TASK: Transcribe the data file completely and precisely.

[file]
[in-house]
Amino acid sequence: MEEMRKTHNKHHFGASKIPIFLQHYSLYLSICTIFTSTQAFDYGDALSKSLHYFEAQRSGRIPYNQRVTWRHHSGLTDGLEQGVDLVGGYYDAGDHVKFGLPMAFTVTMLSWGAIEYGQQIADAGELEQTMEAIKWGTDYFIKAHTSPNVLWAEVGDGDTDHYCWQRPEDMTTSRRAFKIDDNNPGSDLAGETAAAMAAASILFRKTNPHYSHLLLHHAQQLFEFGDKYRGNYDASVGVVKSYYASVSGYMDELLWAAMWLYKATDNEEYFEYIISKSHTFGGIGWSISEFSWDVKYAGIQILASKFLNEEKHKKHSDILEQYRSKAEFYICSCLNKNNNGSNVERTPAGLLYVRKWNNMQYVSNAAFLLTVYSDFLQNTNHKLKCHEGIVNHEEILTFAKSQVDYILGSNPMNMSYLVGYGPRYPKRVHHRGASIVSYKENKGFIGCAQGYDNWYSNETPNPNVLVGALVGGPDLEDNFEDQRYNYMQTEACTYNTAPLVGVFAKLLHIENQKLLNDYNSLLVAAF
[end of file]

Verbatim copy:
[in-house]
Amino acid sequence: MEEMRKTHNKHHFGASKIPIFLQHYSLYLSICTIFTSTQAFDYGDALSKSLHYFEAQRSGRIPYNQRVTWRHHSGLTDGLEQGVDLVGGYYDAGDHVKFGLPMAFTVTMLSWGAIEYGQQIADAGELEQTMEAIKWGTDYFIKAHTSPNVLWAEVGDGDTDHYCWQRPEDMTTSRRAFKIDDNNPGSDLAGETAAAMAAASILFRKTNPHYSHLLLHHAQQLFEFGDKYRGNYDASVGVVKSYYASVSGYMDELLWAAMWLYKATDNEEYFEYIISKSHTFGGIGWSISEFSWDVKYAGIQILASKFLNEEKHKKHSDILEQYRSKAEFYICSCLNKNNNGSNVERTPAGLLYVRKWNNMQYVSNAAFLLTVYSDFLQNTNHKLKCHEGIVNHEEILTFAKSQVDYILGSNPMNMSYLVGYGPRYPKRVHHRGASIVSYKENKGFIGCAQGYDNWYSNETPNPNVLVGALVGGPDLEDNFEDQRYNYMQTEACTYNTAPLVGVFAKLLHIENQKLLNDYNSLLVAAF